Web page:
Here is a weed I gathered the seeds from last year. It had bloomed on a Mediterranean island, Corsica, up in the mountains (around 2000 meters above see level, I believe snow covered 2-3 months pour year). I was so amazed by the strong scent of the plant that I hoped I could have it home somewhere.

Now I let it multiply in some pots of mine here, and am curious what indeed it is.

It head small opposite leaves (2-3mm), it gets kind of purple when it gets water deprived. Seedlings didn't bloom the first year. It is strong scented, about little like point, stronger and different. It could be some kind of microscopic sage, I'm curious...

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  • 1
    Square stem? Labiatea/Laminaceae family. Member of such family are scented (basil, rosemary, thyme, sage, etc.), many species are also alpine. I would go much more on thyme (or similar) than sage (inflorescence form), but ... I need to look my books. Oct 2, 2017 at 8:55
  • @GiacomoCatenazzi , basil indeed rings a bell. But the smell is far stronger and more "minty".
    – J. Chomel
    Oct 2, 2017 at 12:31

2 Answers 2


For the scent and first image, I would say a Labiate/Laminaceae family member. But it is difficult from your photos. I have most problem with the second photo: the leaves are not very characteristic for known (by me) Laminaceae.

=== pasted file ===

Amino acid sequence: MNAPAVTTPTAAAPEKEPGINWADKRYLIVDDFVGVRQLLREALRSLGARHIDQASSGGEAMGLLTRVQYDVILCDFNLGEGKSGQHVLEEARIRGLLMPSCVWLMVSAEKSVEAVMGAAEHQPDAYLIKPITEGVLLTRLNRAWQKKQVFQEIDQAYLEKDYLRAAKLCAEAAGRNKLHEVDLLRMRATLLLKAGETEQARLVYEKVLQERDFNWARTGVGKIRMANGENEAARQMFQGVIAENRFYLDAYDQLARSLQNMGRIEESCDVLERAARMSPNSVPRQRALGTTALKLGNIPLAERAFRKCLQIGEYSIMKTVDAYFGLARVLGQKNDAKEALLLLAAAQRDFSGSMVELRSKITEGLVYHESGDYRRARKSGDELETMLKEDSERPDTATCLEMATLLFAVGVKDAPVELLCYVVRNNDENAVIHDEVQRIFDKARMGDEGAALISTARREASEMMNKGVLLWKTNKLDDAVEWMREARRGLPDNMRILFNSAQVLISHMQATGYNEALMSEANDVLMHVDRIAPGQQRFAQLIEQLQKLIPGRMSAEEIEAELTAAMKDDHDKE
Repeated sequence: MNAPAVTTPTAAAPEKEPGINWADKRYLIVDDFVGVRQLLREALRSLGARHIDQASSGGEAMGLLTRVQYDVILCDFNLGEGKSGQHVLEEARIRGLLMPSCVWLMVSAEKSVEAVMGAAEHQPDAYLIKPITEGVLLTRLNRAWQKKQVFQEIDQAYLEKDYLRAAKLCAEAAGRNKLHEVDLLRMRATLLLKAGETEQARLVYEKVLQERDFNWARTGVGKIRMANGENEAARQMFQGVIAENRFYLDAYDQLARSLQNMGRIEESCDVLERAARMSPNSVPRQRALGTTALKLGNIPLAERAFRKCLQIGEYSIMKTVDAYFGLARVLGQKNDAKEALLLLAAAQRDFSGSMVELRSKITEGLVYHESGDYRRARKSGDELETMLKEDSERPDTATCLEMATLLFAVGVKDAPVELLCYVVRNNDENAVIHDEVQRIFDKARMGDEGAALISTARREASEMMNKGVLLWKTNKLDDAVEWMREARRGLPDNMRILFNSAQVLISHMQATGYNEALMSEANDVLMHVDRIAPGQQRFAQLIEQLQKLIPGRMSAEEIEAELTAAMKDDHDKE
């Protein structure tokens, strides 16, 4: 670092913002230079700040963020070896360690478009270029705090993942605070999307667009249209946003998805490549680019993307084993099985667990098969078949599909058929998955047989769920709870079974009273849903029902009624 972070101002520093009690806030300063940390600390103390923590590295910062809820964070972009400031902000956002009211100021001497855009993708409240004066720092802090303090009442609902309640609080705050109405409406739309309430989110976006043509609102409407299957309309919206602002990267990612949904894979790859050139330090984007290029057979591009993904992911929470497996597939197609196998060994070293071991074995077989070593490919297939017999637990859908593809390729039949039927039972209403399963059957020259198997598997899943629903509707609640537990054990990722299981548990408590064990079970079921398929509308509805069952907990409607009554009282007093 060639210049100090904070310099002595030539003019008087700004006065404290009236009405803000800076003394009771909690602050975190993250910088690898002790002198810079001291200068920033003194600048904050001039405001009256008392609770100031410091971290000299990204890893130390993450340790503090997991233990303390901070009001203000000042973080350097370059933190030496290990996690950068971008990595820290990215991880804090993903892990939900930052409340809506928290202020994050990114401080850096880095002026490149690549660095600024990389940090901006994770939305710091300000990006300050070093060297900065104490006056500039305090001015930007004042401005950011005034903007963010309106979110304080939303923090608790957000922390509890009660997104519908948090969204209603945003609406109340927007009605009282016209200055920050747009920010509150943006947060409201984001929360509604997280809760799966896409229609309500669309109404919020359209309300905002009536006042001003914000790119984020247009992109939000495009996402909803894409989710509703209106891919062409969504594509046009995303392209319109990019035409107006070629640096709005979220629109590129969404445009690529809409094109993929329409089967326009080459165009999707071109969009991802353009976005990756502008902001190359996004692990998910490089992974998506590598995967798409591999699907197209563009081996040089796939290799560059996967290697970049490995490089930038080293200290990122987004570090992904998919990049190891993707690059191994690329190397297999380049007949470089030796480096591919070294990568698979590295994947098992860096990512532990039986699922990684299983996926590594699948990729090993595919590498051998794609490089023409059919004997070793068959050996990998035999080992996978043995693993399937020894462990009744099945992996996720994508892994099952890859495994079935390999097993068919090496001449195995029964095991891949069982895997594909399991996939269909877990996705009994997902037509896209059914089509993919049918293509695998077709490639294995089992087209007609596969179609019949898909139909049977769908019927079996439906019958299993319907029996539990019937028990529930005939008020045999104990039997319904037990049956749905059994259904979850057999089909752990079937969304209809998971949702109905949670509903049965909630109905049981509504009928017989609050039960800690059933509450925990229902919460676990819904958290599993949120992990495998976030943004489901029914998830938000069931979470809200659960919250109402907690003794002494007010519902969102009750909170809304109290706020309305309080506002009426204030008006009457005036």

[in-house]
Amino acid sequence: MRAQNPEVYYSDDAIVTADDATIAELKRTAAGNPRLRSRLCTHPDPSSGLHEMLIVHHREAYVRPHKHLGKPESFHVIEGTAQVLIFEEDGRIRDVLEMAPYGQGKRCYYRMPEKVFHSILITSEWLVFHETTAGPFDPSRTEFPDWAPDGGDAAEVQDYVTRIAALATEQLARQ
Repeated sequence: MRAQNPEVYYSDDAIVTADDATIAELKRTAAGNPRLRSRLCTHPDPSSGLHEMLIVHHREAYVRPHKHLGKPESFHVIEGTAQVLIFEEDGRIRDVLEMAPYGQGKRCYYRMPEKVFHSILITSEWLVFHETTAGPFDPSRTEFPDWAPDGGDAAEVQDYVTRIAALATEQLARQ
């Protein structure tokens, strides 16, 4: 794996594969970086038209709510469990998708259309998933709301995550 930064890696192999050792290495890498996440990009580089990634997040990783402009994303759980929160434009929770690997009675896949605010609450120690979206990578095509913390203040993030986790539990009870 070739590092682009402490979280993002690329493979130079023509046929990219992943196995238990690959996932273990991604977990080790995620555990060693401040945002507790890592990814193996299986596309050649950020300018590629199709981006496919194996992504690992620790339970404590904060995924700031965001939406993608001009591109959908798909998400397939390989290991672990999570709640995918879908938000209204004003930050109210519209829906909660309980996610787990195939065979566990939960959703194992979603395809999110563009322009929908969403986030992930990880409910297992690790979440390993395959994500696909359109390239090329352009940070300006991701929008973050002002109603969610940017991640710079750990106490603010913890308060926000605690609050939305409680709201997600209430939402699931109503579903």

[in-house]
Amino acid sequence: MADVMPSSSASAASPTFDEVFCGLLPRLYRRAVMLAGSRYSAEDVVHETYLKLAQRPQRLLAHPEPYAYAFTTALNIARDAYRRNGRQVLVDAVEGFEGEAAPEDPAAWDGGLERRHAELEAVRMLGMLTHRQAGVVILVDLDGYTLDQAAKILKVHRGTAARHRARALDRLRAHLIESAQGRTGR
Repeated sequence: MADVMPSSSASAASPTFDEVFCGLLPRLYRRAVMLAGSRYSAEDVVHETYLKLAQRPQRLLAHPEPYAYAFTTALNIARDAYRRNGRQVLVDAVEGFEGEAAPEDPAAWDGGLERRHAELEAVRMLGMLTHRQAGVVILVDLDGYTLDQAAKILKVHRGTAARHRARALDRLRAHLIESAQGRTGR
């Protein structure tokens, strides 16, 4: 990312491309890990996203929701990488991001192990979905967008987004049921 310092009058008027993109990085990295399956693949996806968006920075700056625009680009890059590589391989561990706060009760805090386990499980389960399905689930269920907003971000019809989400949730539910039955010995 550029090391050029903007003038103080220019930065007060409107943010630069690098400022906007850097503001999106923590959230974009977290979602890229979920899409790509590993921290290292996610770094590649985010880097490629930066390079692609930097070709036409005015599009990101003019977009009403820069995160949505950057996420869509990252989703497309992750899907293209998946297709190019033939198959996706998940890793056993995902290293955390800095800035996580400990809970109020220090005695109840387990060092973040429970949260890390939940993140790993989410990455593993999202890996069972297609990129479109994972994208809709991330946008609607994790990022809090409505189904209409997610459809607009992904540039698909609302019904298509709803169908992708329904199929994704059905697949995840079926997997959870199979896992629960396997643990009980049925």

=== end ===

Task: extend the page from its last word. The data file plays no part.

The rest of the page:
My best guess (from Kew's flora of Western Mediterranean) is Mentha pulegium, so it confirm your "minty" smell. The book say "strong smelling", and "pondsides".

This photo (about the habit and leave) could confirm it http://tom-piergrossi.squarespace.com/buy-plants-m-r/mentha-pulegium .

Other mints have different inflorescence.


From the images I could find, I confirm this is Mentha pulegium.

Be careful because it appears to contain a dangerous chemical. Not to be used in food or beverage, then.

Dangerous but Beautiful!

Gardenology.org-IMG 2751 rbgs11jan.jpg
By Raffi Kojian - http://Gardenology.org, CC BY-SA 3.0, Link

  • Too bad its toxic... But I am with you and like your attempt to move it from corsica to your place.
    – VividD
    Nov 17, 2017 at 17:55
  • @VividD, It's everywhere in the yard now. We'll see if it survives winter...
    – J. Chomel
    Nov 17, 2017 at 20:22

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